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11 Animals With Hydrostatic Skeletons (Pictures)

Animals have different kinds of skeletons, which help them to adapt to their environment. The endoskeleton, which is made up of bones that are inside the body and help them maintain their shape, is the most common type. The exoskeleton is the type of skeleton that covers the animal’s body externally, and the last is the hydrostatic skeleton.

You can probably think of many animals with endoskeletons and exoskeletons, but only a few with hydrostatic ones. Let’s look at some amazing animals with hydrostatic skeletons and how they survive in their environment.

What is a hydrostatic skeleton?

The hydrostatic skeleton is the body structure of animals that gives them a distinct appearance and allows them to survive in their environment. It is a fluid-filled system that allows movement as well as support.

This fluid supports the body, preventing it from collapsing under its own weight and allowing them to contract their muscles to move. Only a few living creatures have hydrostatic skeletons, including octopuses and jellyfish.

11 Animals with hydrostatic skeletons

Here are 11 animals that have this type of skeleton:

1. Hydra

Freshwater hydra
Freshwater hydra | image by Przemysław Malkowski via Wikimedia Commons | CC BY-SA 3.0

Scientific Name: Hydra vulgaris

Hydra is a genus of small freshwater creatures. They’re among the creatures that have hydrostatic skeletons. The hydra’s skeleton is made up of a network of muscles and connective tissue that allows it to contract and expand at will.

This enables them to move quickly in order to avoid predators or catch prey. These small animals feed on small invertebrates, such as worms and insects, that they trap with their tentacles.

There are also 25 Hydra species known, and they reproduce by budding. New hydras usually develop at the junction of the stalk and gastric regions and pinch off as new individuals.

2. Jellyfish

Moon Jellyfish
Moon Jellyfish

Scientific Name: Aurelia aurita

Jellyfish can be found from the surface to the depths of all seas and oceans. There are less than 4000 jellyfish species, each with its own shape and size that sets it apart from the others.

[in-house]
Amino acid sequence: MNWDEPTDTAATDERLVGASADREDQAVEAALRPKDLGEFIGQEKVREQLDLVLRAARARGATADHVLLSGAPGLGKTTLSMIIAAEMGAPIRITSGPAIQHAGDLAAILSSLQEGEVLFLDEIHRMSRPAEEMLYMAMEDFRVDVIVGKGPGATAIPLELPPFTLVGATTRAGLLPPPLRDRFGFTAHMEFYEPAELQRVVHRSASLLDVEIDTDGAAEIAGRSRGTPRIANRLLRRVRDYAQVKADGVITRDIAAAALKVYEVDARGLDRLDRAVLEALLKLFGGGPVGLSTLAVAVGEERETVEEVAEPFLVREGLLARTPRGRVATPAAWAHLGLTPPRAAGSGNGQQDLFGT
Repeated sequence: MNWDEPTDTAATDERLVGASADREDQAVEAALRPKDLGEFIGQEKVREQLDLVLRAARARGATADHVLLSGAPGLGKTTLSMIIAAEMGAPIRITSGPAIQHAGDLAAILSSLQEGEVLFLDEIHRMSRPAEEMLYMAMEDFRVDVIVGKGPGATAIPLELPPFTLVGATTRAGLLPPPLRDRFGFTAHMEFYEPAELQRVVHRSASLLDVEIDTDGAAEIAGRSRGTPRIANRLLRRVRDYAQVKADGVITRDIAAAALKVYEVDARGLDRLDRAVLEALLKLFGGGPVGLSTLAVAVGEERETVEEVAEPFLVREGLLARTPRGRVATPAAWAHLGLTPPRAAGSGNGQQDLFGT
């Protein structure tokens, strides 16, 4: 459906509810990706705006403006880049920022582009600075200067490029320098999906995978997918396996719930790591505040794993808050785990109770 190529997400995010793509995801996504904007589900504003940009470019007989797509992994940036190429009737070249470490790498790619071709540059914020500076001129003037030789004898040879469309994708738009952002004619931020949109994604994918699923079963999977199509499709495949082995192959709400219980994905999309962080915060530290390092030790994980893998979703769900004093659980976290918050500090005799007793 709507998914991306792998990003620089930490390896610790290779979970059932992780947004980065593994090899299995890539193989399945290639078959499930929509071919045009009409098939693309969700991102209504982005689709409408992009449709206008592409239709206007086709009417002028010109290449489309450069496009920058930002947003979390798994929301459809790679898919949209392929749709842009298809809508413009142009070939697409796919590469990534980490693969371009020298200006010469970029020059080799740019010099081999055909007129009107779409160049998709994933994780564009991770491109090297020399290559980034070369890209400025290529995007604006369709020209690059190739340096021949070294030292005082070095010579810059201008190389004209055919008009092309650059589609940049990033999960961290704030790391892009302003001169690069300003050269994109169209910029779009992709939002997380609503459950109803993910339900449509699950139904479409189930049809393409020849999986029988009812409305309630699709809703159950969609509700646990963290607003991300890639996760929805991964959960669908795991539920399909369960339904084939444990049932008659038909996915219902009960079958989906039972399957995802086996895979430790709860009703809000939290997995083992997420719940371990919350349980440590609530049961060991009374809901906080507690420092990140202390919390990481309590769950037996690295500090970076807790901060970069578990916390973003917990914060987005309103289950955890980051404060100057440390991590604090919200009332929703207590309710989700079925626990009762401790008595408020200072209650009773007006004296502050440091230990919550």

This species has a unique skeleton that’s filled with water, which helps them maintain their shape and prevents them from sinking to the ocean’s bottom. These animals also lack a brain, but they have a sophisticated network of nerves known as a “nerve net” that controls swimming and other behaviors such as feeding and response.

3. Sea anemones

Sea anemones
Sea anemones | image by Bernard Spragg. NZ via Flickr

Scientific Name: Stichodactyla tapetum

Sea anemones are brightly colored animals found at the ocean’s bottom. There are over 1,000 different species of sea anemones, the majority of which live in tropical coastal waters.

These hydrostatic skeleton creatures resemble flowers, with colorful tentacles that look like petals. These animals are available in a variety of colors and maintain their shapes by contrasting different muscles in their bodies.

The hydrostatic skeleton also helps sea anemones in staying upright. Sea anemones feed by capturing tiny plankton and fish with their stinging tentacles.

4. Octopus

Common octopus
Common octopus

Scientific Name: Octopus vulgaris

Octopuses, which have an enormous head, eight arms, and two eyes on either side of the head, are among the most intelligent animals. These creatures are known to fit through the smallest of openings and can even fit through a one-millimeter-wide hole.

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This animal’s hydrostatic skeleton allows its body parts to remain intact even though it lacks bones. Octopuses can live for up to three years and are semelparous, meaning they only reproduce once in their lives. And once they begin to reproduce, their lives begin to end.

5. Flatworms

Persian carpet flatworm
Persian carpet flatworm | image by Pei Yan via Flickr | CC BY-ND 2.0

Scientific Name: Pseudobiceros bedfordi

Flatworms are a type of worm with very simple bodies that lack circulatory and respiratory organs. Depending on the species, they can live in both marine and freshwater environments.